Space Exploration Quotes (177 quotes)
What's The Point? The Real Reason Scientists Study Space (Op-Ed)
She contributed this article to Space. I grew up in that city, and I was visiting my family before starting graduate school in Tempe, Arizona. I was struggling to keep my egg and cheese biscuit together almost as much as I was struggling to answer my dad's question about what exactly I'd be doing in grad school. I explained for a while, my sentences peppered with words like "autonomous," "neural networks," "spectrometry" and "swarming. That's really cool stuff. As the leader of two national space advocacy organizations, I should have been able to deliver a clear and confident answer. My dad's question was of the sort people in my field are asked all the time by the public and the media.
Scientists have learned a lot about Earth from studying space.
You may not think outer space has much to do with life on Earth, but in reality, Earth is very much connected with the study of space. In fact, NASA is behind many of the technologies we use today. Join us as we look at some of the benefits of space exploration on daily life. Space scientists study the entire universe, but they also study the Earth as part of that universe and try to figure out how it fits into the vast framework of solar systems and galaxies. Studying outer space has given scientists many insights into our own planet that we would not have otherwise had.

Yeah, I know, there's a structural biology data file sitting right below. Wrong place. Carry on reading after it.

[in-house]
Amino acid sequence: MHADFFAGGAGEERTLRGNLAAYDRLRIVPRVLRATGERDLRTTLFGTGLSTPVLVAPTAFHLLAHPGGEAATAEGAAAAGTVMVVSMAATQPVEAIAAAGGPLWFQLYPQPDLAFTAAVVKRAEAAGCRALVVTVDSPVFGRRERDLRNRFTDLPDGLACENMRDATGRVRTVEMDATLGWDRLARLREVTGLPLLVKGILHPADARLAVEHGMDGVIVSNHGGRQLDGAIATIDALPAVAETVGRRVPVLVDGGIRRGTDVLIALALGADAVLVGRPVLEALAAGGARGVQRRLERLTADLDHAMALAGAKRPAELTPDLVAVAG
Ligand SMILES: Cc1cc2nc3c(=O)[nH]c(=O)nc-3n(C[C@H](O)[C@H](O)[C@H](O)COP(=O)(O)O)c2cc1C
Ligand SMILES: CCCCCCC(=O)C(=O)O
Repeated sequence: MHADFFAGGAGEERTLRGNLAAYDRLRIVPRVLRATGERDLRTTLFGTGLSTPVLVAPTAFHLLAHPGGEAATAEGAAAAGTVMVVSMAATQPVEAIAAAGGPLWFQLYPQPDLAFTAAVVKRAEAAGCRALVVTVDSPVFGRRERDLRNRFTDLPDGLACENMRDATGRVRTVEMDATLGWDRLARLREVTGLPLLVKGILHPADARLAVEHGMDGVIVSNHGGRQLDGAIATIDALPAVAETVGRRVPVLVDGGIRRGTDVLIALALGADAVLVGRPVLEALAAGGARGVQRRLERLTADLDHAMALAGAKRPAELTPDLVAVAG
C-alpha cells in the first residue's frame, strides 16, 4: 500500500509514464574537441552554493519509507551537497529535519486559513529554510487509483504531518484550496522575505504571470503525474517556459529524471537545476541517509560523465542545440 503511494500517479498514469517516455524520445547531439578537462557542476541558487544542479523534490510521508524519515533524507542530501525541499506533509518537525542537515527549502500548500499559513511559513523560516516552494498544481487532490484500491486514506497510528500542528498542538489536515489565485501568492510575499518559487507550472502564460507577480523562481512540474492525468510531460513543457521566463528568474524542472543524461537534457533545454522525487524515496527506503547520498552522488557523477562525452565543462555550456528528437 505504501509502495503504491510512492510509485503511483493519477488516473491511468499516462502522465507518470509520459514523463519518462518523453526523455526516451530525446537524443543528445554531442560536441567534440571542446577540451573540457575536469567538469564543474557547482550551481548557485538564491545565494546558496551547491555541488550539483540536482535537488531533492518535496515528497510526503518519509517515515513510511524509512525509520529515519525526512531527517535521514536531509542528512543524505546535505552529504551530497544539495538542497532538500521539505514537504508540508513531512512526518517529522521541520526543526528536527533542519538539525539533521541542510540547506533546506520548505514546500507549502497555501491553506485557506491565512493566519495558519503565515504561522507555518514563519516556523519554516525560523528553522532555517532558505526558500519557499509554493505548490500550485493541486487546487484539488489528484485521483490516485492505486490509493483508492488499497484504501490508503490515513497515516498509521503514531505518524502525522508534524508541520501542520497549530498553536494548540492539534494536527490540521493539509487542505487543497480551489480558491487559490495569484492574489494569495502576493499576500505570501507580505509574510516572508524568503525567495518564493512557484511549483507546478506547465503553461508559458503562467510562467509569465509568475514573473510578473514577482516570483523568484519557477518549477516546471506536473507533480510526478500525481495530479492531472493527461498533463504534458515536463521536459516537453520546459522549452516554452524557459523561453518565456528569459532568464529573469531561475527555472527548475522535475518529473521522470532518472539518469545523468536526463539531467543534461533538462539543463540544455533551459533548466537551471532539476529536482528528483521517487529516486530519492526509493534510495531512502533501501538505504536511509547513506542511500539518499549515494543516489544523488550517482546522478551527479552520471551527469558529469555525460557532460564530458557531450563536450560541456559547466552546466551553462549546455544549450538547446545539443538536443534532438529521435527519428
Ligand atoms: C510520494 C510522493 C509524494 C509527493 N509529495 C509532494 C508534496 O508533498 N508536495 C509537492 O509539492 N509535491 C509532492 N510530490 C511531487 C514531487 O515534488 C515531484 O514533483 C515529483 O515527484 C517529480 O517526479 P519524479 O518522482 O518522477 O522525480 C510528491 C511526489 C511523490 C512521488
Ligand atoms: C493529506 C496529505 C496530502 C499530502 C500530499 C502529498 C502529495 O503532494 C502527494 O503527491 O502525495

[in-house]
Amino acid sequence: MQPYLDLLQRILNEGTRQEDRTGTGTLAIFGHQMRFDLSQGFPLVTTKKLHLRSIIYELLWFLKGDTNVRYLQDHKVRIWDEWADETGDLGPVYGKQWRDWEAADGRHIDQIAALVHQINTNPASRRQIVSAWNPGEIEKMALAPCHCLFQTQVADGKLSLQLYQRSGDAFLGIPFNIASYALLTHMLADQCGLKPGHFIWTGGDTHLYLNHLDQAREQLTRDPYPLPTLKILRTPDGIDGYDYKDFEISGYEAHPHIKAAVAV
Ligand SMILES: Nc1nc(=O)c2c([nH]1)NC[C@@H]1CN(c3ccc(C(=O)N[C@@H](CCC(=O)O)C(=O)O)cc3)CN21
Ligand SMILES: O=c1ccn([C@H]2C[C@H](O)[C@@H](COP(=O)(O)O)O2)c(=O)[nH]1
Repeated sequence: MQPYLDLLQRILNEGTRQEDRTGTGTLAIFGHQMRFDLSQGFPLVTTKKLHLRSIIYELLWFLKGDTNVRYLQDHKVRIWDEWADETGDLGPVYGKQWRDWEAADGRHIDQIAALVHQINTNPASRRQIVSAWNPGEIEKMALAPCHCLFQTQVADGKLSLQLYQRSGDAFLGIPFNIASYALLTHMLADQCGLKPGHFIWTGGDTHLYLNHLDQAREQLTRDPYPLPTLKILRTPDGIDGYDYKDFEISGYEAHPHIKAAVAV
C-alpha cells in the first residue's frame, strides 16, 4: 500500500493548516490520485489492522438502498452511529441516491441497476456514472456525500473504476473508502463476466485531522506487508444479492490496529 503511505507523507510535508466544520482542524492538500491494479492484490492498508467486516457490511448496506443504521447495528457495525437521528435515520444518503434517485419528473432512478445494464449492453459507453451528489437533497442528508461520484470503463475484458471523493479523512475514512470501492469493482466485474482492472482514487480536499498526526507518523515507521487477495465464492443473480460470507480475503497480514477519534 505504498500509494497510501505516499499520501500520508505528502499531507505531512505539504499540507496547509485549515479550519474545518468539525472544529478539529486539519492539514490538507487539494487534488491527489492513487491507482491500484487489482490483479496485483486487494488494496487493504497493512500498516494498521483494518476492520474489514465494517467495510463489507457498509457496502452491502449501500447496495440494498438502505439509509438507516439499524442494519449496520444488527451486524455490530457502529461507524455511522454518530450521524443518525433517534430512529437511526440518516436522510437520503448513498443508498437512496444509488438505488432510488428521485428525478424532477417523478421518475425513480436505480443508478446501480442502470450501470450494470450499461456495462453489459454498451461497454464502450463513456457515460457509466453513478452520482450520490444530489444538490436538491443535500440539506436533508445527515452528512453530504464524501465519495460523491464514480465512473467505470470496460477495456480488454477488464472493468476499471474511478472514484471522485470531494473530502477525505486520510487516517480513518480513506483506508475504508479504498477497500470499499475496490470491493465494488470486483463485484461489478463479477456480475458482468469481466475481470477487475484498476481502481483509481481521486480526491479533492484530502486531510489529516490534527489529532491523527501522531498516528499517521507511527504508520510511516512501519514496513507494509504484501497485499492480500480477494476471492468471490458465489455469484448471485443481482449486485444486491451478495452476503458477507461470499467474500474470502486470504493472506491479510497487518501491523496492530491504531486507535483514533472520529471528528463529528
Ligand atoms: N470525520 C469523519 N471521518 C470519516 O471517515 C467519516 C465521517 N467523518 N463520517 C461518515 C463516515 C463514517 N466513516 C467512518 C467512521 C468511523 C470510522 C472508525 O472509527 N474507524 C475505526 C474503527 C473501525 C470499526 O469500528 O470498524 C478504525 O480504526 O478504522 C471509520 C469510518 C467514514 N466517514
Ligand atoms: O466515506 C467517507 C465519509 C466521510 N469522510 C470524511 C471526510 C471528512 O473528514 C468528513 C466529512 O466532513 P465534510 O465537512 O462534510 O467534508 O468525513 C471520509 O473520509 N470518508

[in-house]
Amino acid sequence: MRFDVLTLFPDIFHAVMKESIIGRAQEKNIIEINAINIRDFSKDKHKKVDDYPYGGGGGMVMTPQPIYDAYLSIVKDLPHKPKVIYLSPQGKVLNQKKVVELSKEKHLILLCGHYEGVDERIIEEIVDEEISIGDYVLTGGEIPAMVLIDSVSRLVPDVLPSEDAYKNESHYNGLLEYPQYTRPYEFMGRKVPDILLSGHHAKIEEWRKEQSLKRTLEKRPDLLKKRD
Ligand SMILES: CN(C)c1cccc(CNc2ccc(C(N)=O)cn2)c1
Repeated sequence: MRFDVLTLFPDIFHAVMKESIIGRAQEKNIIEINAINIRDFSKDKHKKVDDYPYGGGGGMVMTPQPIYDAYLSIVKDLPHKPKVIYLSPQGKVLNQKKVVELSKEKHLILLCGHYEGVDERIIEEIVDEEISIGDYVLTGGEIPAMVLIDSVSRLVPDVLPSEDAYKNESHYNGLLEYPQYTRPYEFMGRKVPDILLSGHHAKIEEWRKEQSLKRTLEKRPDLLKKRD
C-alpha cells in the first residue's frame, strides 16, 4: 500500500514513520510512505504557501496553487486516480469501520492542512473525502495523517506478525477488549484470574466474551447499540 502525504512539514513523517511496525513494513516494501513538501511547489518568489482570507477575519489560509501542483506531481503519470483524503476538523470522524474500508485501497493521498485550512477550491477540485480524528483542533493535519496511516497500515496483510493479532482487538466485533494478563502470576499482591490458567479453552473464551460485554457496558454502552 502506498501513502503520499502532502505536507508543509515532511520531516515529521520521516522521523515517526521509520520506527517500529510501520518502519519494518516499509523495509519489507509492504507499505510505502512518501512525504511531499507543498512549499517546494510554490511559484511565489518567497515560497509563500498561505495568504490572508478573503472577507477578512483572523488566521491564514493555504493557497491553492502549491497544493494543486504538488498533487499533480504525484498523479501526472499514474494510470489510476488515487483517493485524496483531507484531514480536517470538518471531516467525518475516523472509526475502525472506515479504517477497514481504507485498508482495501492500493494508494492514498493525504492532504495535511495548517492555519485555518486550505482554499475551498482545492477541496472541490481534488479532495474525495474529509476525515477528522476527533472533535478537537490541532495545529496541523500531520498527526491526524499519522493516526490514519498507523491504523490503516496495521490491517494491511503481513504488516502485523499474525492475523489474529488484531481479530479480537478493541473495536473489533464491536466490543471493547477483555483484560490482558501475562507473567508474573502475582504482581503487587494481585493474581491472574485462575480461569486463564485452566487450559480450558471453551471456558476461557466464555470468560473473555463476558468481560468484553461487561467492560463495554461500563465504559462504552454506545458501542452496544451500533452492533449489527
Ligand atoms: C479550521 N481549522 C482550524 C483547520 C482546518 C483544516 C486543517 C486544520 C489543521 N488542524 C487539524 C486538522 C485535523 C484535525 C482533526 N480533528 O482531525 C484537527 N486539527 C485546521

Two conservation scientists have published an editorial in the prestigious scientific journal Nature today Sept. But what does that mean for space exploration, and what does our history in space teach us about the wisdom of such an effort? Before space exploration began, "there was no perception of Earth as a single entity and certainly no context for it in space," Lisa Ruth Rand, a historian of science, technology and the environment who is currently the American Historical Association and NASA fellow in space history, told Space. Now, the view of Earth from orbit has become commonplace, but space is still changing the way we think about Earth. Over the past two decades, as exoplanet studies have blossomed, the connection has taken on a new spin as we identify more and more worlds around other stars — but still find ourselves liking Earth best.